Twitter and the Writer Scorned

Posted on Dec 5, 2014 | 0 comments

scornedSo a bestselling author is angry that the New York Times did not include her latest novel on its list of 100 Notable Books of 2014. Ayelet Waldman’s extended rant on Twitter, in which she lavishly praised her own book, scorned those that edged her out and f-bombed the Times (even as she cited its positive review of her novel), launched a thousand snarky tweets, essays and blog posts – mostly from other writers.

I have to admit, I enjoyed the spectacle. And I don’t feel too badly for Waldman, who has since deleted her tweets and posted an explanation of sorts on Facebook. If you’ve read her essays you will know that provocation is part of her M.I., so I’ve got to imagine that in the end, she’s not unhappy with all of the noise. After all, isn’t all publicity good publicity?

But I do want to take a closer look at my own unseemly reaction: why did I take so much pleasure in the collective scolding of this talented, if shrill, writer?

There’s a word for it, of course: Schadenfreude. Malicious pleasure in observing someone else’s misfortune. It’s not very nice. But we all have it, to some degree. Yet I think writing as a profession produces more than its share.

I recently attended a talk by the author Jonathan Franzen at a local art college. He said he would ask and answer the questions he is never asked in interviews. “Mr Franzen,” the National Book Award-winning novelist, who was once featured on the cover of TIME magazine, asked himself. “What role do envy and jealousy play in your work?”

“A surprisingly large role,” he answered. He then went on to recount how, after he received a glowing review in the NYT Book Review for his novel The Corrections, he found himself viewing every positive review that followed for other writers’ novels as somehow detracting from his own victory. It was as if he wanted the book review to close its doors and stop publication until he had another book ready for its praise, he said, with refreshing, if somewhat mind-boggling, candor.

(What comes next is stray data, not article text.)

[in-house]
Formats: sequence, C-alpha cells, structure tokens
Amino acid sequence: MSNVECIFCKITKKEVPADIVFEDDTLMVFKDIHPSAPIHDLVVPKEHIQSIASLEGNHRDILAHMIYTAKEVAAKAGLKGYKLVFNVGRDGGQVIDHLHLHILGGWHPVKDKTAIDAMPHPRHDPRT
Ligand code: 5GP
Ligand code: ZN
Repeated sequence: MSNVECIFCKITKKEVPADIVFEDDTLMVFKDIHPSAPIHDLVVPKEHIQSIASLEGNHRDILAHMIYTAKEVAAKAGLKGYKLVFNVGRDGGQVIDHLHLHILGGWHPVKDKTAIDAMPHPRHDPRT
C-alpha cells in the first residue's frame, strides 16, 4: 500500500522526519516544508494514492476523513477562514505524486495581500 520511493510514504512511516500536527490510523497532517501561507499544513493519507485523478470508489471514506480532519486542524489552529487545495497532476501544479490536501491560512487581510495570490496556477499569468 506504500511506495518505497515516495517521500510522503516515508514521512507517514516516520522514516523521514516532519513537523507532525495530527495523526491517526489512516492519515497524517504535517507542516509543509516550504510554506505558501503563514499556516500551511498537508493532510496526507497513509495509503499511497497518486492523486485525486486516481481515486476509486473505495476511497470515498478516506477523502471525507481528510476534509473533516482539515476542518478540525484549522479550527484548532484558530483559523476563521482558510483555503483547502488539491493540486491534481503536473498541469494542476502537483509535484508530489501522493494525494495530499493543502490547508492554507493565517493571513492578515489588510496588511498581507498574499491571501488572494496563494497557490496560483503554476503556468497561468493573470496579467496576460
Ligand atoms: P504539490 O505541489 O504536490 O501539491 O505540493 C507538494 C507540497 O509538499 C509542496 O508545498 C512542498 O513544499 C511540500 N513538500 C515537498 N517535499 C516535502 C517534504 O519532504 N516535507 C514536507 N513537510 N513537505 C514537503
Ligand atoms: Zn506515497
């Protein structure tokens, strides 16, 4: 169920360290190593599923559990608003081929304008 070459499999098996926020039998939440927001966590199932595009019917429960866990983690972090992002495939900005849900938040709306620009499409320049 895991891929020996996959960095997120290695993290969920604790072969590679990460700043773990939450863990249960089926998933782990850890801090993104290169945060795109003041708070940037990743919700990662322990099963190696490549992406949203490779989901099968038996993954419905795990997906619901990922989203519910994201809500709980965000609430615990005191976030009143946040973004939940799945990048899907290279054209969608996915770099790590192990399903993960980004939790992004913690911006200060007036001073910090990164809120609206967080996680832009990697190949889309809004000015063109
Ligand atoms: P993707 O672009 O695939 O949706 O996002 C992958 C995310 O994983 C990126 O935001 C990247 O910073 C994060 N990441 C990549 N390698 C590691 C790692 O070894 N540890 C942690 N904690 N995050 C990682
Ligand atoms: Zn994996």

If Jonathan effing Franzen is jealous of other writers, where does that leave someone like me, whose first novel struggles to retain a ranking higher than a million on Amazon, despite excellent reviews and a national (if little-known) award?

The thing about writing is, we’re supposed to love it. To write for the sheer pleasure of writing. That is the common narrative about writers: we write because we have to. It’s what we love to do. It’s as natural to us as breathing.

And really, the chances of gaining recognition or riches as a result of our writing are so slim that we’d better love it. Otherwise, it’s a very poor gamble.

Truth? I do love it, when it’s going well. That’s about 10 percent of the time. The rest of the time, it’s a festival of pain, procrastination, frustration and self-loathing. (In fact, I’m writing this right now to avoid the challenge of trying to figure out how to fix a novel that’s not quite working.)

There are lots of things that come more easily to me than writing fiction, and some of them would earn me decent pay. Some of them I even enjoy. So I’m not writing only for the love of it. I’m writing because I want to put a story out there that people will enjoy. I want my writing to be read. I want it to be admired and well-reviewed, too, dammit!

And I don’t think I’m alone in this.

The real reason I’m smirking and gloating over Waldman’s public humiliation is that I know, in my deepest, darkest heart, I’ve had thoughts like hers. (Albeit with a tad less entitlement.) Not about the New York Times Notable Books, since I’m not on that playing field (yet!). But about other awards and fellowships I’ve not received; publishers who’ve turned me down; reviewers who’ve passed over my work.

What writer hasn’t?

We don’t write just to write. We write to be read. And the decisions that determine which books get a chance at being read, such as notable book lists, awards, grants, and reviews, sometimes seem wrong. Not always, but sometimes. Groupthink, randomness, laziness and the challenge of selecting among the sheer number of books published can all play a role. We writers, sitting in our quiet spaces with our laptops and our dreams, have to live with this, all while keeping our bitterest thoughts to ourselves. After all, we chose this torture! When another writer breaks ranks and vents her spleen, we can feel superior. We would never behave so badly. So ungraciously. So stupidly.

But was it stupid? Before this “story” broke, I didn’t even know Waldman had a novel out this year. Lots of people are talking about her today who yesterday had not even heard of her. She has 3,400 Twitter followers to my 215.

Could just a little bit of bad behavior be in order?

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